PRICE — Two police officers were awarded Medals of Distinguished Service from the city of Price for their actions involving a distraught man with a shotgun pointing at his chin.
April 1 is normally a day for jokes and pranks. However, at the Price Police Department this past April 1, no one was laughing.
“It was a little scary,” said officer David Wilkinson.
He and fellow officer Stephen Regruto were called to a house near 500 South and 100 East in Price. When they arrived at the location, they noticed the man they were looking for, but that man didn’t want to see them.
"And as he turned and ran into the garage, I recognized the weapon was there, as we ran into the garage," said Wilkinson. “It was a shotgun, and it was lying in a way that it was easily accessible to him.”
Both officers chased the man into the garage. It didn’t cross Regruto’s mind at the time to be scared of the situation.
“We reacted the way, I think, almost anybody would have reacted under those circumstances,” Regruto said.
The man grabbed the shotgun, but he didn't point it at officers like they thought he might. Instead, the man pointed his shotgun at his own chin. That’s when officers caught up to him, tackled him and pinned him to the ground.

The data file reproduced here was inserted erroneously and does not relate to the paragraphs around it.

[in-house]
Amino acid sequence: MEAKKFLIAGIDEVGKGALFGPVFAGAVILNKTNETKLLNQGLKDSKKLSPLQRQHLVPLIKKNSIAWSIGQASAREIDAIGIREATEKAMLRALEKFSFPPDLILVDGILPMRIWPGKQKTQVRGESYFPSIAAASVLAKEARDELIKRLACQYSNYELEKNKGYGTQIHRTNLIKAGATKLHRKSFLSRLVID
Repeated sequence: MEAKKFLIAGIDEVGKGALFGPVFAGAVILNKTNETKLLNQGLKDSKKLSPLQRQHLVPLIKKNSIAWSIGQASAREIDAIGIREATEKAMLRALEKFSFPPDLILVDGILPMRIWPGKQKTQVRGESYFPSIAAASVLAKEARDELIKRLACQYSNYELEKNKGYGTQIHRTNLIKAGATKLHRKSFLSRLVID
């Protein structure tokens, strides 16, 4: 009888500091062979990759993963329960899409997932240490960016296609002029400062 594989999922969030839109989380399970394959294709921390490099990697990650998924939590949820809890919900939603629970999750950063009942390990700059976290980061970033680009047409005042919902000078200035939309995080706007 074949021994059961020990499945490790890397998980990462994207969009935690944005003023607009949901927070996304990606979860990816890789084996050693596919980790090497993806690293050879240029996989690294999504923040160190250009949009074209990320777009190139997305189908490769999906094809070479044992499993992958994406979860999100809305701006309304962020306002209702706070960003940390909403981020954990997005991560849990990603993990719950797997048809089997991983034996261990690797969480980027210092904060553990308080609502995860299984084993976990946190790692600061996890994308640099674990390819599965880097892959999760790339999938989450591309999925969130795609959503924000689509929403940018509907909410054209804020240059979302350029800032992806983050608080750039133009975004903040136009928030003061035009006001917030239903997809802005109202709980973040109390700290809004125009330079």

“(We) just tried to hold him down and keep that shotgun pointed in a safe direction,” Regruto said. “He didn't yell at us, didn't tell us to back off or anything like that. He just kind of laid there, I guess."
The whole thing lasted just a couple of minutes.
"I believe he was in a tough place,” said Wilkinson. “He had a lot going on in his life, and sometimes people just find there is no end, there's no out. And I believe he reached that point in his life that day."
That man had been going through relationship issues, mental issues and was unemployed. “He wasn’t looking to harm officer Regruto or myself,” said Wilkinson. “He was just looking to harm himself.”
This case is an example about why crisis intervention training is as important as ever, according to Price Police Capt. Bill Barnes.
“We have an extreme emphasis on training, and our crews train at least one day a month,” Barnes said. “As a department, we’re focusing on the crisis intervention, recognizing a time of crisis in an individual’s life and an upset in their regular course of things.”
The Price community is a hard-working, blue-collar type town where many residents work in the coal mines, Barnes said. It’s an area that is still doing its best to recover from the economic collapse, and many people are still looking for work.
Barnes said when his officers deal with these types of situations, it’s important to recognize there may be other factors involved.
"You know, we have plenty of the cops and robbers type stuff to deal with. We have plenty to keep us busy,” the captain said, “but we also want to be servants to the community. We work for them, and I think that crisis intervention training was critical in this situation."
After the incident, the gunman thanked the officers for saving his life.
“To me, it means we did something good. We did something right,” Regruto said.
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